Energy can be stored many ways, the most common being in batteries. Concentrated Solar Power projects store excess heat from the sun in molten salt to power turbines at night. Pumped hydro uses excess energy to pump water uphill into a holding reservoir to be released when needed to turn the turbines. Using cheap power to cool liquids at night cuts costs for air conditioning during the day.
Ice Energy and CALMAC are leaders in cooled energy storage. Both have been profitable for years. CALMAC helps big buildings cut peak electricity costs while Ice Energy works with utilities and it paid by them for storing energy and turning off A/C compressors and using the stored cooling instead.These systems are designed for large buildings and can be retrofitted into existing systems.
Margins are good for the two dominant providers of cooled liquid storage, which uses low-priced nighttime electricity to freeze or cool a liquid and then utilizes the chilled liquid to help offset electric air conditioning loads when power prices peak during the day.
“We are generally earning margins in the 25% to 30% range and that is unusual in the storage industry,” said Ice Energy CEO Mike Hopkins. “For most of the companies, especially in the lithium ion space, the cost is not competitive yet and they have to price their product at no margin.”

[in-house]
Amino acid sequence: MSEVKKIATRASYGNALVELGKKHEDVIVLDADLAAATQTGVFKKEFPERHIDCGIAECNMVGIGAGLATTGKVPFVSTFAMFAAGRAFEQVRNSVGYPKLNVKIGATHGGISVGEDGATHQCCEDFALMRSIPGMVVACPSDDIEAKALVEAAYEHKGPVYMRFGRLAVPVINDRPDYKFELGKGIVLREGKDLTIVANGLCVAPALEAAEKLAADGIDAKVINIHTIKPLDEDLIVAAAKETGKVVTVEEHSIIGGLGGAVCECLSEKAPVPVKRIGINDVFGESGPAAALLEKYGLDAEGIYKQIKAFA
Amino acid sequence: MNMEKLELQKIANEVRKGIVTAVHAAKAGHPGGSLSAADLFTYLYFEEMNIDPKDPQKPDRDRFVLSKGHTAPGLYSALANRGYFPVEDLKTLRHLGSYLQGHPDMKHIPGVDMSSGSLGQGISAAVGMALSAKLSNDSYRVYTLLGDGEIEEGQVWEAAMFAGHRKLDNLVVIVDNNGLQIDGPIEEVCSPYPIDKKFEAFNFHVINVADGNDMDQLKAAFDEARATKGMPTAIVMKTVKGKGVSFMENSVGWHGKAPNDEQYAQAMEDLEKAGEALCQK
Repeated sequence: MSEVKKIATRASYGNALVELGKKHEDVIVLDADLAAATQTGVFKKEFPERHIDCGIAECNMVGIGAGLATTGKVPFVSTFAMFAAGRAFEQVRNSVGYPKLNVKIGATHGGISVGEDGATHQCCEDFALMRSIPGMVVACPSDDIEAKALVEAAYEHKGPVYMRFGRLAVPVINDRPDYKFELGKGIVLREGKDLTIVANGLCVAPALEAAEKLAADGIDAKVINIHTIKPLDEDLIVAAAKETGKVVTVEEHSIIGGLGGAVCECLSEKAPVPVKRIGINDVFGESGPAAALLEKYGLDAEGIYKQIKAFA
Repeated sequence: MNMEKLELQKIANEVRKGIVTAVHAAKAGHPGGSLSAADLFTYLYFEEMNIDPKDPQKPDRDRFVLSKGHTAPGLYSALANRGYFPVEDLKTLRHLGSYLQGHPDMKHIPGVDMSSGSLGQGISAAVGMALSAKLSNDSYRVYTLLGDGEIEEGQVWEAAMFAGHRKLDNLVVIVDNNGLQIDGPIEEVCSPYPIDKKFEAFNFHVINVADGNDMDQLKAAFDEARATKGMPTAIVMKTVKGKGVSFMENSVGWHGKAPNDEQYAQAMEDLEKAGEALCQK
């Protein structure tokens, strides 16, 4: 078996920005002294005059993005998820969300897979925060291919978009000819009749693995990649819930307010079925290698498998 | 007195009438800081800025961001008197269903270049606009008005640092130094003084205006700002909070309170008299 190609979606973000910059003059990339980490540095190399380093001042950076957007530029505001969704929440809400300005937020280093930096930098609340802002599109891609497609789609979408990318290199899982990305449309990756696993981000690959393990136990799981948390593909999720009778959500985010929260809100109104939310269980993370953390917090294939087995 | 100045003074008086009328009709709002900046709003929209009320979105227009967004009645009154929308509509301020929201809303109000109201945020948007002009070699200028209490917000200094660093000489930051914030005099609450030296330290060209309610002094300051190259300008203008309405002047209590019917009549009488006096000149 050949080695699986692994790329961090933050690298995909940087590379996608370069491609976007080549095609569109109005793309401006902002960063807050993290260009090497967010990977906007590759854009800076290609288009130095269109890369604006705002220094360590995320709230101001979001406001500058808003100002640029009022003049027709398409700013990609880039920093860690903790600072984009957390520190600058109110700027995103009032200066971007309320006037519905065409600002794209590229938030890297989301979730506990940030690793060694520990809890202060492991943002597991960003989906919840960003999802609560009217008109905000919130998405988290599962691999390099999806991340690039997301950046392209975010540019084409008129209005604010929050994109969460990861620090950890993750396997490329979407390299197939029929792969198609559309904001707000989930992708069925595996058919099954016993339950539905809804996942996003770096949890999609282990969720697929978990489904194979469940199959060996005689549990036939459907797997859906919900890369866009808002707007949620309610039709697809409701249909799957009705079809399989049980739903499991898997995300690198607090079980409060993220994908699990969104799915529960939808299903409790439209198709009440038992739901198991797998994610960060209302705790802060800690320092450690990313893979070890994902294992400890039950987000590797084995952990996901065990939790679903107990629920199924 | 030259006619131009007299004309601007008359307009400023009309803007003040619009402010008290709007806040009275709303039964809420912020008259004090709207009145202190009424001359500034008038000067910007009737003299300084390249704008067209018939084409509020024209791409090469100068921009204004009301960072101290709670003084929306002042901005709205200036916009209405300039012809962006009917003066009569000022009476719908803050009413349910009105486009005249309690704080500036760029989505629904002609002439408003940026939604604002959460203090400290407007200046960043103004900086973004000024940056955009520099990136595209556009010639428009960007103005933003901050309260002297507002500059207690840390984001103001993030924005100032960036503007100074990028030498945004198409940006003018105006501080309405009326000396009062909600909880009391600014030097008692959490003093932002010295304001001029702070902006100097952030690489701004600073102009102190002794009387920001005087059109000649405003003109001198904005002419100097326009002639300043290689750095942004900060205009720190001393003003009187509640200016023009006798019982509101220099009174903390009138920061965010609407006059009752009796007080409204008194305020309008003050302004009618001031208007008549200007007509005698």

Hywind Scotland will begin building what will become the world’s largest floating offshore wind farm. The initial pilot project will consist of five turbines generating 30 MW, capable of powering nearly 20,000 homes.The wind farm will be 12 miles offshore, presumably far enough out that NIMBYs with delicate sensibilities will not be able to complain about it.
Floating turbines can be sited in deeper water, further offshore, where fixed turbines can not be. Thus, once the technology becomes mature and tested, floating offshore wind turbines can be installed around the planet and will be cost-competitive with carbon-based electricity
The development, known as Hywind Scotland, differs from conventional offshore windfarms by using turbines attached to the seabed by a three-point mooring spread and anchoring system. The turbines are interconnected by cables, one of which exports electricity from the pilot farm to the shore at Peterhead.
Research from the Carbon Trust has suggest that floating wind concepts could potentially reduce generating costs for offshore developments.
Last month the Energy Technologies Institute (ETI) released a report indicating that floating offshore wind could be a credible, cost-effective form of low-carbon energy for the UK by the mid-2020’s.
The Crescent Dunes Concentrated Solar Power plant 200 miles northwest of Las Vegas in Tonopah is now coming online. Unlike photovoltaic, CSP solar plants can store energy and thus generate power at night. 10,347 tracking mirrors, each about the size of a billboard, reflect the sun’s heat to the Crescent Dunes central tower to heat molten salt which powers turbines. The molten salt can also be stored and used to power the turbines for ten hours at full load at night. Thus, so long as the sun has shone that day in the Nevada desert, which it usually has, Crescent Dunes can produce electricity at night.
The Tonopah plant is next-gen CSP. Dry cooling technology minimizes water use, since the water is in a closed system, converted to steam then back to water over and over. Other CSP plants can store power, however none can do it as for as long as Crescent Dunes. This could be a game changer.